“I just want to let all of my friends and fans know what’s going on with me and why I have unfortunately missed some appearances this year,” Banali said in a statement posted on podcaster Mitch Lafon’s Facebook page. “Since April 17 I have been battling stage four pancreatic cancer. The original prognosis was very scary. I had quite a battle on my hands and it took a lot, but I am thankful to say that after several rounds of chemo and other treatments I am on the mend. The road ahead is not going to be easy but cancer has met its match and I plan to continue fighting. I wish I could have been with you all at every Quiet Riot performance, as this is the first time in 38 years I have ever missed a gig. Please know that if I had been able to fly on a plane and play a show nothing else would have stopped me.”
Banali plans to return to the road next week. “I am feeling much better and stronger now,” he said. “I intend to play the Quiet Riot concert at the Whiskey a Go Go on Saturday, Oct. 26, and to continue touring in 2020 with Quiet Riot, so I hope to see you there. I appreciate all the fans that support Quiet Riot by coming to shows and I hope you will all continue that support as well as keeping me in your thoughts and prayers.”
Banali had missed several shows this past year, with Johnny Kelly (Danzig, Type O Negative) taking his place behind the drum kit. No reason for Banali’s absence had been given, but they were reported to be the first concerts the band played without any members from its most famous lineup. The drummer joined in 1982 and was responsible for reviving the band in 2010, three years after the death of singer Kevin DuBrow, who had been, up to that point, the only constant member since Quiet Riot’s founding in 1975.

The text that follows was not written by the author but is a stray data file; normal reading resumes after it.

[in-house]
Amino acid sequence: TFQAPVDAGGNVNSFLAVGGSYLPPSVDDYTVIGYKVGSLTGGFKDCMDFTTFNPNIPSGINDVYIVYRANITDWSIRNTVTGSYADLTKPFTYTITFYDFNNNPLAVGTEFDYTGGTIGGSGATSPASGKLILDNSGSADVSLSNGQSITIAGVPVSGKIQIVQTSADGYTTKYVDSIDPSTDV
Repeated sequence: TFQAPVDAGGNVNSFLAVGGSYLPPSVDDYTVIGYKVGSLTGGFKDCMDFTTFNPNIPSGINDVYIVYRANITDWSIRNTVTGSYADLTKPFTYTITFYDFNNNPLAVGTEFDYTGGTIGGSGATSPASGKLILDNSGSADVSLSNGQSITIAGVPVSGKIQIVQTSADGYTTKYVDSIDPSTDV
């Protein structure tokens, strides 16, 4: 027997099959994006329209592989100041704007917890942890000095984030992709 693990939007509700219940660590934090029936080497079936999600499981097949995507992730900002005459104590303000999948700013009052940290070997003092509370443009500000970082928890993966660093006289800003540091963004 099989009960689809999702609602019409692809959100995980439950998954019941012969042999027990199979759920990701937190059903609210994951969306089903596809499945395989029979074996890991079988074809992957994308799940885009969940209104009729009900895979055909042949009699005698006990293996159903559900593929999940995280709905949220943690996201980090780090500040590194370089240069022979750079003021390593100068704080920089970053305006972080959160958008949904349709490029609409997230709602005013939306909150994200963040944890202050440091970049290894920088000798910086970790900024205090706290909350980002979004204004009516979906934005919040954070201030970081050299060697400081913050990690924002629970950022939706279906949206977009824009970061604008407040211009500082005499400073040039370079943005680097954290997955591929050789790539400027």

The news comes as the stalwart metal band is gearing up to release Hollywood Cowboys on Nov. 8. Quiet Riot recorded the album with singer James Durbin, who finished in fourth place on the 10th season of American Idol. However, last month he and the band parted ways after more than two years together, with Durbin returning to his solo career. He’s been replaced by Jizzy Pearl, who previously fronted the group from 2013-16.
“We wish James every great success for his future and are grateful for his time with Quiet Riot,” the band said in a statement. “Welcome back Mr. Jizzy Pearl!”
Back in June, Danali addressed the question of whether or not the band, which has been marked by numerous personnel changes throughout its lengthy history, could still be called Quiet Riot.
“I think fans and especially the critics — some of which are fans and some of which are definitely not fans — they have this romantic idea that a band should be whatever individuals they perceive as being the original members,” he told Rock History Music in video, which you can watch below. “That’s fine and all of that, but that’s not realistic. People leave for whatever reasons, people get fired for whatever reasons and, sadly, when you get to be in our age group and our peers, people die. … So the criticism is subjective because the same people who criticize Quiet Riot and say it’s not the original lineup are likely fans of another band that doesn’t have their original lineup but they just happen to like that band.”
Danali said he doesn’t “worry about it. My position is, as long as all my guys are firing on all cylinders and we go up there and give an energetic show, because nobody in my band phones it in. You give an energetic show and you perform the songs the way they were intended to be performed, then if you don’t like it, that’s your problem. It’s not my problem.”